As global economic uncertainty grows, executives at private companies have grown less optimistic, although they have continued to spend money to improve their businesses, according to PwC US’s Private Company Trendsetter Barometer released on Thursday.

PwC's Private Company Trendsetter Barometer tracks the business issues and standard industry practices of privately held US businesses by polling 240 CEOs and CFOs, 132 from companies in the product sector and 108 in the service sector, averaging $293 million in enterprise revenue/sales, and including large, $300M-plus private companies.

Out of the 140 polled just 43% of executives said they’re optimistic about the outlook for the US economy over the next year, 21 points lower than the previous quarter’s optimism level of 64%. At the same time uncertainty about the U.S. economy rose to 42%, a jump of 13 points from last quarter and in line with one year ago. Fifty-two percent of international private companies report being uncertain about the global economic outlook and only 38% express optimism, down 16 points from last quarter.

“The decline in optimism reflects Trendsetter executives’ growing unease about a range of issues,” says Ken Esch, a partner with PwC’s Private Company Services practice, in a press release. “Those issues include debt crises at home and abroad, stock market volatility around the globe, high commodity prices, and rising political and social tensions in a growing number of countries. Although these conditions aren't causing Trendsetter companies to retrench - planned spending remains strong - private businesses are nonetheless more alert to potential warning signs than they were pre-2008.”

Revenue forecasts by executives also tumbled this past quarter, though they are still well above levels of a year ago. Private companies’ forecasted average revenue growth rate fell to 9.5%, down from 10.2% the previous quarter, but up from a year earlier, when it was 9.1%. For private businesses selling goods and services abroad, own-company average revenue forecasts decreased from last quarter’s 10.7% to 9.5%, matching their domestic-only peers’ forecast of 9.5%, PwC reported.

The percentage of Trendsetter respondents projecting positive own-company growth for the next year rose just slightly to 88% (up three points from last quarter) but is up 12 points from projections a year ago. Forty percent of Trendsetter executives forecast double-digit revenue growth, and 48% expect single-digit growth, PwC added.

Costs and prices continued trending upward in the second quarter of 2011. Among companies polled, costs increased 27% and decreased for 8%, resulting in a net increase of 19%. Prices rose for 19% of those surveyed and fell for 9%, with a net increase of 10%. The net increase in cost was much higher among private companies selling in China, India, and Brazil (21%), which was reflected in the significant gross-margin contraction they experienced this quarter (net negative 21%).

“Downward pressure on margins for private companies that sell in emerging markets reflects not only high oil and energy prices, which drive up transportation costs, but also signals increasing labor costs in those markets," said Esch. "While it’s too early to say whether this downward pressure will continue, we’ll be watching the numbers closely. In the meantime, what we can say with relative certainty is that the rate of growth in emerging markets will outpace that in mature markets for the foreseeable future. A temporary shrinking of margins is therefore unlikely to deter growth-focused companies from pursuing opportunities in these regions.”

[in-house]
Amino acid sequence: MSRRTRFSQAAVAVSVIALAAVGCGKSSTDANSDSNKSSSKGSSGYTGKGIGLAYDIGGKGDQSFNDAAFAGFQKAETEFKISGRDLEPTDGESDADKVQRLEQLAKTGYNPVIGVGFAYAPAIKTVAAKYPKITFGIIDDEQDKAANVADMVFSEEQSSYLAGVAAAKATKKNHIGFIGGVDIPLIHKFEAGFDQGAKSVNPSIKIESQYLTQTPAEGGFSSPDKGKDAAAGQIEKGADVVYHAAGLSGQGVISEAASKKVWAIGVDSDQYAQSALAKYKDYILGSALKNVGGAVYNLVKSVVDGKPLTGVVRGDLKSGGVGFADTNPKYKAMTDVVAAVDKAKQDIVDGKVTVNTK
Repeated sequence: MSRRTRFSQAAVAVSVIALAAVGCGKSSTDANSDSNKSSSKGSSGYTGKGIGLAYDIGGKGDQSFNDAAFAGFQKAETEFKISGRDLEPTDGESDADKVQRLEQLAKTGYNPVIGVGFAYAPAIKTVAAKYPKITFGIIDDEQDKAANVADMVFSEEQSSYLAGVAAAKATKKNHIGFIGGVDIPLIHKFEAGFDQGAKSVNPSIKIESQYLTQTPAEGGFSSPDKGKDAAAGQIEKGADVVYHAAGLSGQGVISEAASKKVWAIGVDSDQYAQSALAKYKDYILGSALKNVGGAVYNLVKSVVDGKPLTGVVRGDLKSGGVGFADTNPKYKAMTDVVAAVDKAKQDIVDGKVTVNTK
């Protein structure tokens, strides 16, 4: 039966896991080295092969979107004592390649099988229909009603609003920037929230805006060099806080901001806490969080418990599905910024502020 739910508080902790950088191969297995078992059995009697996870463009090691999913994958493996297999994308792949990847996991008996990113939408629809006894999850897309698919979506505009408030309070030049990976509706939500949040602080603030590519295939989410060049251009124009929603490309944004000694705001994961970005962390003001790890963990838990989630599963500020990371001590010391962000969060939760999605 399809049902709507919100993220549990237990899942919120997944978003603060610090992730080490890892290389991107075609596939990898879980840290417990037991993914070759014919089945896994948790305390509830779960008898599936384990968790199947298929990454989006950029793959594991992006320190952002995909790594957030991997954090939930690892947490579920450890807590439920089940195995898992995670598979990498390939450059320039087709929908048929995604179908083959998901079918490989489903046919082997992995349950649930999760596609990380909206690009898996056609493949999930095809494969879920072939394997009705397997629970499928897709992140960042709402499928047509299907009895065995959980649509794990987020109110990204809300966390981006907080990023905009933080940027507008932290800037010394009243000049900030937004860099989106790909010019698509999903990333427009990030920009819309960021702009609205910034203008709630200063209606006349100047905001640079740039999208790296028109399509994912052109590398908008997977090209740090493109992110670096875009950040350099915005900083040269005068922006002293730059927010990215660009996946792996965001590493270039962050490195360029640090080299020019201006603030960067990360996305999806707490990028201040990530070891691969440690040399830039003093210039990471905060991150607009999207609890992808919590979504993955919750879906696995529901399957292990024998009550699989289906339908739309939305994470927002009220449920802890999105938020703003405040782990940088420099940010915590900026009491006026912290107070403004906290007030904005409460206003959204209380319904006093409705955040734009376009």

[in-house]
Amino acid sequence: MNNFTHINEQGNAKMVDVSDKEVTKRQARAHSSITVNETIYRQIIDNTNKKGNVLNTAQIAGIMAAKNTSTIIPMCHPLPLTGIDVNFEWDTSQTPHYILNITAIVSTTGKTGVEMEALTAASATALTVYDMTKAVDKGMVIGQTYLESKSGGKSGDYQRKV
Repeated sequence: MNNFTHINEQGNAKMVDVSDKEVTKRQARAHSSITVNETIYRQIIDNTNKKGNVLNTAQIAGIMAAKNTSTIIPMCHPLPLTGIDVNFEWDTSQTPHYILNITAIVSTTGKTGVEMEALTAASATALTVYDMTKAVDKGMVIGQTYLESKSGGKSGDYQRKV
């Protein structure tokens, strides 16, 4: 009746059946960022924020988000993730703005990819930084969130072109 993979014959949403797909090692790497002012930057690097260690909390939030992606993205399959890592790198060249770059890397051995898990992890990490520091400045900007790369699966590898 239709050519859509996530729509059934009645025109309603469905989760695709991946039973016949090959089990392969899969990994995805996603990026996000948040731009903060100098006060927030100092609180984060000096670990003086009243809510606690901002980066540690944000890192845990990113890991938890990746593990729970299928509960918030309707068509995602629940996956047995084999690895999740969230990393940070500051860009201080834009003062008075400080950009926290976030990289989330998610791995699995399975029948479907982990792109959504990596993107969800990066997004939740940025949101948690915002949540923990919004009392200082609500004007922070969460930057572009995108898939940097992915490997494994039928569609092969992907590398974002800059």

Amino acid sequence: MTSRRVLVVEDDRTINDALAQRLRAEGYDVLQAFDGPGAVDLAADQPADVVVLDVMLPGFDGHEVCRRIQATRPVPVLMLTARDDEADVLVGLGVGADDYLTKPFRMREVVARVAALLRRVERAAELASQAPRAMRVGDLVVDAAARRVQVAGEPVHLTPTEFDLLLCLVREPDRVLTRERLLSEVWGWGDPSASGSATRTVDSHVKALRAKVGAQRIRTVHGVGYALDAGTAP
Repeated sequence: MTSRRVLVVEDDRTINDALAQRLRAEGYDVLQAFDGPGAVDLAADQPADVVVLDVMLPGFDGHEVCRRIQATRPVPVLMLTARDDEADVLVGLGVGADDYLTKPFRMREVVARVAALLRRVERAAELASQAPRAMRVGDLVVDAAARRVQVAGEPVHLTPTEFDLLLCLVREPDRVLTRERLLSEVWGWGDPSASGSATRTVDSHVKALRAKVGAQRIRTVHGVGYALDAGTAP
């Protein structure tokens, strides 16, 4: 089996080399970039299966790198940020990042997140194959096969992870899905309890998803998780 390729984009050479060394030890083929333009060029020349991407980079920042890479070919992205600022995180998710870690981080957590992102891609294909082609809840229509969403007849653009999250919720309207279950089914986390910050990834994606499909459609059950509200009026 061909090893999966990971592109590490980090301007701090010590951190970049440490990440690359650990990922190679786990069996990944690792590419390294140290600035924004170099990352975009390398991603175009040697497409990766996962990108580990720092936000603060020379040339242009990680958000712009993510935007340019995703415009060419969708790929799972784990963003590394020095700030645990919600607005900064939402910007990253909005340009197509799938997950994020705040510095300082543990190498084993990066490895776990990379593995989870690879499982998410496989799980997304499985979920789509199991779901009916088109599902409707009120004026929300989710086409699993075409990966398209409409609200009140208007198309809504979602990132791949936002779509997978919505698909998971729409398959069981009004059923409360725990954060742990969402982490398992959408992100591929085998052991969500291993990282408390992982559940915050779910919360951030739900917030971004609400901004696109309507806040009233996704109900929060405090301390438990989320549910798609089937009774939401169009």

Meanwhile, despite uncertainty and rising costs, private companies are still planning to spend in critical areas over the next 12 months, with international marketers continuing to far outpace their domestic counterparts in prospective spending. Fifty-four percent of international marketers are planning major capital investments, while only 35% of domestic-only private companies are doing so.

International Trendsetter companies also are planning to increase operational spending, including increases focusing on information technology, new product/service introductions, and marketing and sales promotion. Twenty-four percent of companies expect to increase spending for geographic expansion, up three points from last quarter.

“To drive growth, private companies need to spend some of their cash reserves," said Esch.

Yet hiring has begun to slow. Private companies are planning on hiring fewer employees over the next year, with planned net hiring dropping to 58%, down from the previous quarter's 63%. Nevertheless, only 3% of firms expect net reductions, and 39% plan to maintain the size of their workforce.

Potential lack of demand is the biggest challenge to growth over the next 12 months, according to 75% of chief executives, up eight points from the previous quarter. Legislative/regulatory pressures rank second (52%), followed by concern about oil/energy prices (45%). Larger companies are much more worried about oil/energy prices than smaller ones.

“Considering the number and scale of tumultuous developments this year -in the Middle East, Japan, the Eurozone, and Washington -it's no wonder that private companies' anxiety has increased,”says Esch. “Yt calm heads are clearly prevailing. Although the crisis of a few years ago underscored the imperative to heed warning signs, it also revealed the importance of staying the course. So far, private companies are taking things in stride, opting to put in motion carefully considered post-crisis plans rather than take a reactive stance.”